More on cartridges and 3d printing
As was explained in the previous blog about cartridges and 3d-printing, 3d-printers build tangible objects by printing layers. So instead of creating a ‘flat’ word file with letters on it as you would with a normal printer, with 3d-printers you have to create a 3d model. The 3d printer will know how to translate this model into layers. However, how does that precisely work and what kind of cartridges are needed? This blog will elaborate on the techniques used by 3d-printers and the type of cartridges you can choose from.
Broadly speaking there are three steps in the 3d-printing process: modeling, printing and finishing. First you have to create a 3d model. This can be done with different types of software. You can either choose to create the model entirely by yourself, or you can choose to make a 3d scan of an object. With the former method you have more freedom of course, but the latter offers the interesting experience of rebuilding an object you already know as it were. Building a 3d model is not unlike sculpting and scanning an object merely involves the gathering of data. For the average consumer both options can be quite difficult when you don’t have experience with it, so it might be advisable to ask help from a more experienced user.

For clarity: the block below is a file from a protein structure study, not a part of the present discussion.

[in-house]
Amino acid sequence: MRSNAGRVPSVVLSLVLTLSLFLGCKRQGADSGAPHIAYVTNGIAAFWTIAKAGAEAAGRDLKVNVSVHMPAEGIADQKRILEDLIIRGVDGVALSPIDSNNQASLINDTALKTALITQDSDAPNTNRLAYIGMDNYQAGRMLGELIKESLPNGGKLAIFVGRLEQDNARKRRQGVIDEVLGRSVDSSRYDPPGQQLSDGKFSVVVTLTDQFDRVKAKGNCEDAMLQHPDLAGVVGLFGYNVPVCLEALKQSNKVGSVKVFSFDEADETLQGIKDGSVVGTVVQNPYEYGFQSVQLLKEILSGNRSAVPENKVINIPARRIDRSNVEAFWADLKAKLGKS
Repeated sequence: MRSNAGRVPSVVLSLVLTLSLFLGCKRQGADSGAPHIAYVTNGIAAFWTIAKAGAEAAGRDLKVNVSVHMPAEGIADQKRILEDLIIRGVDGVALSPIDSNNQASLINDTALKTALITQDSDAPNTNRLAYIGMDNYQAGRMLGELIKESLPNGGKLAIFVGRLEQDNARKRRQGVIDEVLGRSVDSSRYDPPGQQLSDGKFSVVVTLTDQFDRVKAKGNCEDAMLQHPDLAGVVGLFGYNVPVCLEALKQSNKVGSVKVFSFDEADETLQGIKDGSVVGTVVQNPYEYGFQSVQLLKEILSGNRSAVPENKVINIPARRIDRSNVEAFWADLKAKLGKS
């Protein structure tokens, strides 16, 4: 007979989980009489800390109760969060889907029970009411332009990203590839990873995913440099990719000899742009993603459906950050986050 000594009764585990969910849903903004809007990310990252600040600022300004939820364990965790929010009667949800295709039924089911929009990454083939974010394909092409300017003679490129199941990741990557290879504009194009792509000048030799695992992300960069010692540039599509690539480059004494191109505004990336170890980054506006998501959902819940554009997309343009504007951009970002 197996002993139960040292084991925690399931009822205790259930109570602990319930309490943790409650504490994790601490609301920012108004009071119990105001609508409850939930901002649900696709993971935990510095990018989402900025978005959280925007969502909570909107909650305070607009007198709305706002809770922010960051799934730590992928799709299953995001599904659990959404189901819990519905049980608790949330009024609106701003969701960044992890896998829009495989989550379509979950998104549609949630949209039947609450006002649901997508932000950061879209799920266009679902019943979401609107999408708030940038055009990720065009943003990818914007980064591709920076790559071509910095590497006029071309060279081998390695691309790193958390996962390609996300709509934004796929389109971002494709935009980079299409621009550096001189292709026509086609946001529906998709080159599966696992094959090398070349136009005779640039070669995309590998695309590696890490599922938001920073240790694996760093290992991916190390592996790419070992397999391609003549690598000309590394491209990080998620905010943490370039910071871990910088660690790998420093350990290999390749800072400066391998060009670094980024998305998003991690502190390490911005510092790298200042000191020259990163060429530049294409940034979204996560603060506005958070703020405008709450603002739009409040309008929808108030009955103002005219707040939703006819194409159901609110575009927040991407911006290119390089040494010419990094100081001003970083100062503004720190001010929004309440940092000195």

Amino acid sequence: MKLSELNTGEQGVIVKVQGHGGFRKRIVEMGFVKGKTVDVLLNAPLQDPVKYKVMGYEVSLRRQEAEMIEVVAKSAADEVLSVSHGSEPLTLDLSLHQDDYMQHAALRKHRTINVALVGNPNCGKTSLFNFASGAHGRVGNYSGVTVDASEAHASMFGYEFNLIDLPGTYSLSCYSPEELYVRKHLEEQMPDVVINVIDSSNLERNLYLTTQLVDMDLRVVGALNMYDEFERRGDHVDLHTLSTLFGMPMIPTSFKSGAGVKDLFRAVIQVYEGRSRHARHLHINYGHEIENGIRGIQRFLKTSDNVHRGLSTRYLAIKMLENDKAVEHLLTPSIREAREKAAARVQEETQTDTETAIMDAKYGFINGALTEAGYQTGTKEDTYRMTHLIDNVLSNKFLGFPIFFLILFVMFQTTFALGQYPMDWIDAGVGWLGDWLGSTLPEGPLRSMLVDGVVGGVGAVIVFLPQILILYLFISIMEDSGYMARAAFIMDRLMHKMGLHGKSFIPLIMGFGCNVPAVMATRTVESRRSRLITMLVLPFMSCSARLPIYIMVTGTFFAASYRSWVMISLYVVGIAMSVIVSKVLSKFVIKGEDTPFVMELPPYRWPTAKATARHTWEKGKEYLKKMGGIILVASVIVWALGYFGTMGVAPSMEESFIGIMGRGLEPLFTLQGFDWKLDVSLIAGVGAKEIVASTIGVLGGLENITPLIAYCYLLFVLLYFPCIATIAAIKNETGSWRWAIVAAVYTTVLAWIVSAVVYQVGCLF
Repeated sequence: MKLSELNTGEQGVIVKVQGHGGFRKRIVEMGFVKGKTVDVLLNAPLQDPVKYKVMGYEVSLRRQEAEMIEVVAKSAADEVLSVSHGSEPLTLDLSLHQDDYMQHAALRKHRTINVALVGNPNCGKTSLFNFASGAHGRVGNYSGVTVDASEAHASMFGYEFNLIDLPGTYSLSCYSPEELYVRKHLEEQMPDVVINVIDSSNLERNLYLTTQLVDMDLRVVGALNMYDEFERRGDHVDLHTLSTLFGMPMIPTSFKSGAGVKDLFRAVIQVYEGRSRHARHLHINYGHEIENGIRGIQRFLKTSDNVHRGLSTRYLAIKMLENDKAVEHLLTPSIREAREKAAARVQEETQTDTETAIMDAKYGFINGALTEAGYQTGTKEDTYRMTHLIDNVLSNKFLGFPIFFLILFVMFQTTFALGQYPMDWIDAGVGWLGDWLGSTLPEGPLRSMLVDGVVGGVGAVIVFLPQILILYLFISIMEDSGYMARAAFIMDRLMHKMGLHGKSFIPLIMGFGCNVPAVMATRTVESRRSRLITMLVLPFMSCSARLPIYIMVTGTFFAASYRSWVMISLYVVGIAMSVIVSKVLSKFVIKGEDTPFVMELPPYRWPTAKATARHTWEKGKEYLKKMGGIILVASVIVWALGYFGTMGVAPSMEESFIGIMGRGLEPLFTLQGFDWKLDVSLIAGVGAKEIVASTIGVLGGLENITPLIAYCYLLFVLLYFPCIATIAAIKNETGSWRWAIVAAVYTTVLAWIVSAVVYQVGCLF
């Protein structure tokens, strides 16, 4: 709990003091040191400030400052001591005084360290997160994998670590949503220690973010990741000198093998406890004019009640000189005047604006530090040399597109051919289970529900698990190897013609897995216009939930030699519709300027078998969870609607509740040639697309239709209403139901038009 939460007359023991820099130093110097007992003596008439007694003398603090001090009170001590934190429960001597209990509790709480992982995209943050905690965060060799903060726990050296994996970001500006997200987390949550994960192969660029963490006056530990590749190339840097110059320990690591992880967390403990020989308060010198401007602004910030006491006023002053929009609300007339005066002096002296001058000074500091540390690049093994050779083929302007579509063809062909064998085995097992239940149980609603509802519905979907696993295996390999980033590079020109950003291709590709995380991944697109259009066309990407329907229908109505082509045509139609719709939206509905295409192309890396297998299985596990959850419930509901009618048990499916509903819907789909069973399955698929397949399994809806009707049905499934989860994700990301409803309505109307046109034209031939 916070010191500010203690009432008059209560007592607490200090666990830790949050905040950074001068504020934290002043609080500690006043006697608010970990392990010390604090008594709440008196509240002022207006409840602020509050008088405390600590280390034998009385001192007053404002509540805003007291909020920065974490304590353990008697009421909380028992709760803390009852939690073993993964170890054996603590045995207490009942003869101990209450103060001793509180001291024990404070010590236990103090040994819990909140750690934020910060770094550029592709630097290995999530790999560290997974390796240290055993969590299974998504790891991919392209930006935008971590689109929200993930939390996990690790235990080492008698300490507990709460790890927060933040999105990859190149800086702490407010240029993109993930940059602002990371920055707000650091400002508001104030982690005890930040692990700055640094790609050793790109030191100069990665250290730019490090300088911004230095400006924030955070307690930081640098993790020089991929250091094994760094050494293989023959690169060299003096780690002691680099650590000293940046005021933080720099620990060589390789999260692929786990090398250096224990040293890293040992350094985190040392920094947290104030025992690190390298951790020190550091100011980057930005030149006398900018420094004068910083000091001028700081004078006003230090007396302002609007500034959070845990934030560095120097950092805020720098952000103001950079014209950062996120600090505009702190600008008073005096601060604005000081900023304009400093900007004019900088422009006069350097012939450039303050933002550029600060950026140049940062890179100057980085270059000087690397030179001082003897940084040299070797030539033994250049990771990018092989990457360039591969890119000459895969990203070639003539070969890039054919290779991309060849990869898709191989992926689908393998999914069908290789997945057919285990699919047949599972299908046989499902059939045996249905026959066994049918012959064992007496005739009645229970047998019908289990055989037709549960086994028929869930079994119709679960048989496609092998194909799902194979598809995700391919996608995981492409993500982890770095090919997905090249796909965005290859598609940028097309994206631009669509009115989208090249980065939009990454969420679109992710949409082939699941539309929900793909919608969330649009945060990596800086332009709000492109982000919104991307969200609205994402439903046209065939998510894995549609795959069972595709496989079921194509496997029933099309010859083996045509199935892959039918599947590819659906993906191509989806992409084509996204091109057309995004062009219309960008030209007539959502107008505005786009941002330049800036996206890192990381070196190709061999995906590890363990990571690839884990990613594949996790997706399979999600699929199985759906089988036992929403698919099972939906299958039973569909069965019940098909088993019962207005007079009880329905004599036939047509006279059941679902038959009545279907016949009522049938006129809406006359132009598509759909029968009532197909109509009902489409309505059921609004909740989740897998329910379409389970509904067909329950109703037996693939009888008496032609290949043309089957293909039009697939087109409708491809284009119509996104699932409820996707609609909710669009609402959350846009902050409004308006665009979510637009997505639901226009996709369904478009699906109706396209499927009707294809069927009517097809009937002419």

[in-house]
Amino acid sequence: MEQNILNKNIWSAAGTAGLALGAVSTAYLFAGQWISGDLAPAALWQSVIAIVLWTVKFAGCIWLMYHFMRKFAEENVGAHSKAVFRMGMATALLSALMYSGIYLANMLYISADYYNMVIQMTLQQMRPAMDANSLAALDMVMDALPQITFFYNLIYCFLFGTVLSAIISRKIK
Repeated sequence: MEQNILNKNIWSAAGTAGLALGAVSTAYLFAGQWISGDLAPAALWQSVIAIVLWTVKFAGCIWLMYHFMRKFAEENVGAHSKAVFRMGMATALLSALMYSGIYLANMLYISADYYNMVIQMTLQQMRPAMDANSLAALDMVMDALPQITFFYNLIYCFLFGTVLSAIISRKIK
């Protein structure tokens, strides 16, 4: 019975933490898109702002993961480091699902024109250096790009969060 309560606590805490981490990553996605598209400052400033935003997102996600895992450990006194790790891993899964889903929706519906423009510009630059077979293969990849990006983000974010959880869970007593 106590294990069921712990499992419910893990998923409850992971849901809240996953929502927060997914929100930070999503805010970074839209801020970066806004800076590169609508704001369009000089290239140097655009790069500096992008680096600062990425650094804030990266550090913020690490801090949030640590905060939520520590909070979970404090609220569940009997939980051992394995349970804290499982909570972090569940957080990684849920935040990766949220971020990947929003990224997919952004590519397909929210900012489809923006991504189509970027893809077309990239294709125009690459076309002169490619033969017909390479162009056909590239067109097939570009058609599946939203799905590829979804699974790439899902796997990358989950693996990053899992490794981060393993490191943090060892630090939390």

When the 3d model has been built, you will need software that can slice the 3d file. By slicing the object the software translates the object into layers. This is how the 3d-printer knows how to print the object. This is also the moment when the cartridge becomes important. It is not possible to use just any material for your 3d-object. Most printers have restrictions, because different materials need different printing processes. So before you buy a 3d printer make sure that you check out which cartridges can be used.